By Sofonea Shale
The public reaction to the finality of the legal battle for Director of Public Prosecutions to remain in office until attainment of 60 years of age and the sentiments expressed by the Deputy Prime Minister and the leader of LCD on stance of his party on what he termed the potential persecution of the DPP do not only raise eyebrows, but add political pepper and salt to the bruises that the DPP had already suffered.
Credibility of statutory offices and the institutions of governance is critical for the proper functioning of democracy. It is the responsibility of every leader to instil within his or her followers the sense of respect for the institutions of governance. Eroding public confidence in these institutions is the effective way of creating anarchy. This is why leaders should be stopped in all fairness from sowing seeds of bitterness among the populace on those who hold such offices. When political leaders mainly the DC and the ABC uttered statements which had effect of eroding respectability of the newly appointed IEC Commissioners, civil society organisations took up the issue. The smooth resolution of that matter had not only cleared the air but also gave Commissioners opportunity to demonstrate what may be regarded as high level of acumen in dealing with discontent on the outcome of Thaba-Phechela by-elections.
Though it would not only be unrealistic but also unfair on the media to expect it to hold expertise on every aspect of societal life, it may be prudent for the media not to be just a channel of preconceived political ideas. Although the Court of Appeal has clearly stated that the DPP will retire at the age of 60 years as s opposed to 55 years that the government envisaged, the media has decided to facilitate public discussion on the matter in the manner that advances partisan political inclinations while in the process, the critical victory of human rights defence and perhaps the ability of the courts to balance power of executive are relegated to the dogs. In what media houses termed their analysis questions posed before audience include whether the court decision has not exposed the DPP to administrative process such as transfer, removal from office of DPP to other responsibilities such as managing stores, transport or other duties in any of the Ministries of the government including those in the districts? Given the tone set, public do not get opportunity to know that the court has not amended Section 141 (4) of the Lesotho constitution which clearly stipulates that DPP may not be removed from office for any other reasons except for the inability to function, misbehaviour or any other cause. Since there is only one DPP, there is no way, a transfer can be thought without it being regarded as removal. This section further provides that should there be a reason to believe that the DPP is limited in doing his or her job, the Prime Minister or the Public Service Commission may so express intention to the King who will in turn establish a tribunal to investigate the matter. It is only if the tribunal advices the King that the DPP should be removed that it may happen. The limited media analysis does not only deny ordinary citizens opportunity to learn about and understand the constitution but also paralyses the nation along party lines not to celebrate their victories. The public reaction to this court decision has been misdirected by the media not look at the bigger picture but just follow the party political sentiments.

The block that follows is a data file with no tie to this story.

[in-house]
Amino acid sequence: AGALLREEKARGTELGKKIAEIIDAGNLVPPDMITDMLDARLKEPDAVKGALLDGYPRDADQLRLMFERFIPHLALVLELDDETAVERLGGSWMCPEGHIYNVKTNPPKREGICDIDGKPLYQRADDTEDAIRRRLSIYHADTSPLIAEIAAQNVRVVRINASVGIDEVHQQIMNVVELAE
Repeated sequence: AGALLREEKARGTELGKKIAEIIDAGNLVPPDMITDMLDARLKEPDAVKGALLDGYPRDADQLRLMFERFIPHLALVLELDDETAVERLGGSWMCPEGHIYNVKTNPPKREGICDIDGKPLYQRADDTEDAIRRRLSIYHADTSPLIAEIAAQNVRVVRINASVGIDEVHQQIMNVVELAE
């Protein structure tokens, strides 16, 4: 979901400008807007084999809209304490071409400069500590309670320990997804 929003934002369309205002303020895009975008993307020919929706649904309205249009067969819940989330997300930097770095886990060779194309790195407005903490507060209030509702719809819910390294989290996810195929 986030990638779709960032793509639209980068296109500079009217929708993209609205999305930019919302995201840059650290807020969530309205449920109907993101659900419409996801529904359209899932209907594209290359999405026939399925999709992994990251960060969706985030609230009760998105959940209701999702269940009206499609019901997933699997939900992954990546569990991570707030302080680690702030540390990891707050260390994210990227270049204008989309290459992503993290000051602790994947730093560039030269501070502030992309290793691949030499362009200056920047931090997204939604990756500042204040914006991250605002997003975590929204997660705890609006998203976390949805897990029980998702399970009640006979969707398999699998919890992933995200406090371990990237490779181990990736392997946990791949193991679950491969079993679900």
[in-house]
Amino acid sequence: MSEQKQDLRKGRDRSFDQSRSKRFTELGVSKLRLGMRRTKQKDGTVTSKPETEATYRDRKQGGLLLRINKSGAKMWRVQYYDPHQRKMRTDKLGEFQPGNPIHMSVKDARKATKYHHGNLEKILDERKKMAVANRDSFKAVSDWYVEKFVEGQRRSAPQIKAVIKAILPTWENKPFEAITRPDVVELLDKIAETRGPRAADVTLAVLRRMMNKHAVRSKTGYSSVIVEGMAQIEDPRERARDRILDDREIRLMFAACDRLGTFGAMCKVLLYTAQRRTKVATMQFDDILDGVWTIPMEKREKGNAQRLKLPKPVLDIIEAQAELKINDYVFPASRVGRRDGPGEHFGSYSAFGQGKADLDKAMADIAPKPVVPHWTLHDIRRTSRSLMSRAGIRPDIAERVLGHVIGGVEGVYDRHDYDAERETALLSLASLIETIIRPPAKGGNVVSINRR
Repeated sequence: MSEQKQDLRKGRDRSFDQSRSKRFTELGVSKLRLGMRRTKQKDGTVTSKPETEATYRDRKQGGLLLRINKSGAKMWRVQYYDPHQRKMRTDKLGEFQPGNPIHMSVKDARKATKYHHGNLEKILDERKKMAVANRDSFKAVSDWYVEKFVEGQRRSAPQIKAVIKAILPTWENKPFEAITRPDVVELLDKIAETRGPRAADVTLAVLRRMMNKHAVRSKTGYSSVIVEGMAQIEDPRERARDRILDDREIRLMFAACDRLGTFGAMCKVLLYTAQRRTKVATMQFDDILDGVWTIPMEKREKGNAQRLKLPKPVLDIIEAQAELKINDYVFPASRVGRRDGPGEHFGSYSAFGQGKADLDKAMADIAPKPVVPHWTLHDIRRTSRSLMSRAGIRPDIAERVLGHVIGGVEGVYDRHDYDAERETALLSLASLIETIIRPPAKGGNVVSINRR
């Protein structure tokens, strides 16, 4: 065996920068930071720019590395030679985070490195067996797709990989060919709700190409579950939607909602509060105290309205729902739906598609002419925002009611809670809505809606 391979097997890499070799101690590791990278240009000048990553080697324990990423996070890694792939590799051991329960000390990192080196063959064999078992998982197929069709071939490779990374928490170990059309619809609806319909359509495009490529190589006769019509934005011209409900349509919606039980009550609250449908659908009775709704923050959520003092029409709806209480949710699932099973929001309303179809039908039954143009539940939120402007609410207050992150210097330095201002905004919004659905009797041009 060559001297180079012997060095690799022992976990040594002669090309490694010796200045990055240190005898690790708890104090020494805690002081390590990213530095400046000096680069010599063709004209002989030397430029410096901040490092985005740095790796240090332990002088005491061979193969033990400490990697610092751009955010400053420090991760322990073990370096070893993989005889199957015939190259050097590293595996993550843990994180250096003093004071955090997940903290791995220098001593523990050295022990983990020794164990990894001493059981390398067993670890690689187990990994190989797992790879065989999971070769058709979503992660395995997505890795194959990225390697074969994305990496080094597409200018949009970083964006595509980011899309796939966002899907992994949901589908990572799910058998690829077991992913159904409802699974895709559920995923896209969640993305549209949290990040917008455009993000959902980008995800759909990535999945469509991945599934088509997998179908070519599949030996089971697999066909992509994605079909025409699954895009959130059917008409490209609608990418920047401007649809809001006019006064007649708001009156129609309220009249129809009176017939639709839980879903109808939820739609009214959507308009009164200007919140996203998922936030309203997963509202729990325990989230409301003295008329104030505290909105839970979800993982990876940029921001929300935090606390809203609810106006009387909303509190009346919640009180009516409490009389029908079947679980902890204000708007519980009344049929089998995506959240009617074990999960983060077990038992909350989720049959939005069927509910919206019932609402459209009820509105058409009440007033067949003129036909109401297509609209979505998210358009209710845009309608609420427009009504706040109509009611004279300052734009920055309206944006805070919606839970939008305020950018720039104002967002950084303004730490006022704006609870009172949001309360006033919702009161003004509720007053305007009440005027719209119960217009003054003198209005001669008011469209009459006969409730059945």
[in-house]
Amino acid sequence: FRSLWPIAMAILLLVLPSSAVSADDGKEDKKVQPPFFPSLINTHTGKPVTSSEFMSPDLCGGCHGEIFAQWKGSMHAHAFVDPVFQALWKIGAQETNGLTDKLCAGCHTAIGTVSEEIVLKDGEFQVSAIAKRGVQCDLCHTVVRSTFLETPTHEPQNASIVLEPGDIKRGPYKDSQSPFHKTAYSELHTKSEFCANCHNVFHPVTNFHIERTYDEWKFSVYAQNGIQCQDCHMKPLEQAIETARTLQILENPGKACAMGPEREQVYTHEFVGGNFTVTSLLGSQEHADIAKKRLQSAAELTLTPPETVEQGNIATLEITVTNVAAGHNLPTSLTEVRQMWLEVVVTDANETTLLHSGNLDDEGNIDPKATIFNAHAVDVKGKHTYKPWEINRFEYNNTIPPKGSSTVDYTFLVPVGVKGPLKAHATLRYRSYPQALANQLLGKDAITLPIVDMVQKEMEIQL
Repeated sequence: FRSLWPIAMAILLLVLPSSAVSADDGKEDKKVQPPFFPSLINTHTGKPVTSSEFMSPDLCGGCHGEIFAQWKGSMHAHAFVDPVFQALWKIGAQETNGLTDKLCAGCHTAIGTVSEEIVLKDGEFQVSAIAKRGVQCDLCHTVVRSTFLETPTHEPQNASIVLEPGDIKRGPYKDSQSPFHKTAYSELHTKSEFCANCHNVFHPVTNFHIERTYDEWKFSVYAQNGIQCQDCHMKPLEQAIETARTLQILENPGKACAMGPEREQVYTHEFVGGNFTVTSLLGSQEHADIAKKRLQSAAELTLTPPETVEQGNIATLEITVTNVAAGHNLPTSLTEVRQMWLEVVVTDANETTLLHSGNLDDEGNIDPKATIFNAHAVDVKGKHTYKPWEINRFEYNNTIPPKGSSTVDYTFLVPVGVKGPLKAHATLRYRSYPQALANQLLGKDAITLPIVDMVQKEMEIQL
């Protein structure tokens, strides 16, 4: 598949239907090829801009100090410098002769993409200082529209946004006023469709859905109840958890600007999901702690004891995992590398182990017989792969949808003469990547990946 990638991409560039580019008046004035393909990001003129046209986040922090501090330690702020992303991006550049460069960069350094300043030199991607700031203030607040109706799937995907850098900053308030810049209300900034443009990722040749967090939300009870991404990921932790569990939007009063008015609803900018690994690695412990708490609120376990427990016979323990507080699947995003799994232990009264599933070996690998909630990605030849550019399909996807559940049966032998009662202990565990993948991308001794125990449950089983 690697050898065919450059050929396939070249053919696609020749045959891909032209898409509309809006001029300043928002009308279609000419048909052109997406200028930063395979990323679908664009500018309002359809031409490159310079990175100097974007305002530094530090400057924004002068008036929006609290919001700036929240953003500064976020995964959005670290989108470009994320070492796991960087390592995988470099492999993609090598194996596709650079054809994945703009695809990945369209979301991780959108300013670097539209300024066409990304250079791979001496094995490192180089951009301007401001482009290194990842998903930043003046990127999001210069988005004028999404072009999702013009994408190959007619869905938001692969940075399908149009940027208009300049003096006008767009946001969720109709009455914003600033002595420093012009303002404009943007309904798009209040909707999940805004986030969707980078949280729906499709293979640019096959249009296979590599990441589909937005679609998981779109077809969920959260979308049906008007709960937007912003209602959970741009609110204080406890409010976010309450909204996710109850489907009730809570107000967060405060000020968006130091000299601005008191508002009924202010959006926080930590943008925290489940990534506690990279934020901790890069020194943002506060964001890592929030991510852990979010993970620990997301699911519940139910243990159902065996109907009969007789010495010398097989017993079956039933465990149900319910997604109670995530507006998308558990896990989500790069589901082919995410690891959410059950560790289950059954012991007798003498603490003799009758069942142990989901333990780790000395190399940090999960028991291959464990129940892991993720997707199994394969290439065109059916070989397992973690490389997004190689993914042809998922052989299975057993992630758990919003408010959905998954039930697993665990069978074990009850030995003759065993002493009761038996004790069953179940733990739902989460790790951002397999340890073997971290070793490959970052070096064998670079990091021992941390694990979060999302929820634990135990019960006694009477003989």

When the Deputy Prime Minister and the Leader of LCD said himself and his party will die where the DPP will fall if further persecutions are made, he did not help restore public confidence in the DPP but polarised positions even further despite the good intentions he may had. Considering that those who felt aggrieved by the DPP’s victory are mainly the ABC, such a declaration from LCD worsens the situation of the already bruised DPP. In fact this case has not only provided the constitutional interpretation of the Public Service Act in so far retirement age for the DPP is concerned. The verdict of the court means that in the similar manner that ABC or any could not remove the DPP without following Section 141(4), (6), (7), DPP does not need to be protected by LCD, DC or any political formation because the constitution itself is adequate.
Rising above the political waves on this matter, Basotho would realise that in the legal battle that has surely left political scars and bruises, there is no loser. The DPP has won and emerged stronger, the judicial justice system in this country has passed the test and won, the government has by losing and admitting DPP back to office won by submitting to law and redefining its stance towards rule of law. From the practical political point of view, the widely held view that ABC believes that DPP abuses his office to stifle its litigation programme particularly against targeted big fish, equally creates an impression on the other hand that the seeming sympathy of LCD, DC and other formations of congress orientation is a false pretence. In these dichotomous and polarised political positions over the office of DPP, the incumbent has not just been a spectator or remained grass in the kraal when two elephants were fighting he put up a heroic fight. As if the court case was between LCD and ABC, the verdict is defined along party lines as either a win or lose to one or other side.
Perhaps beyond the naivety, politicisation and sensationalism that are clouding the DPP case, what now remains is the question whether DPP will rise to the occasion and discharge his duties objectively in the otherwise volatile situation.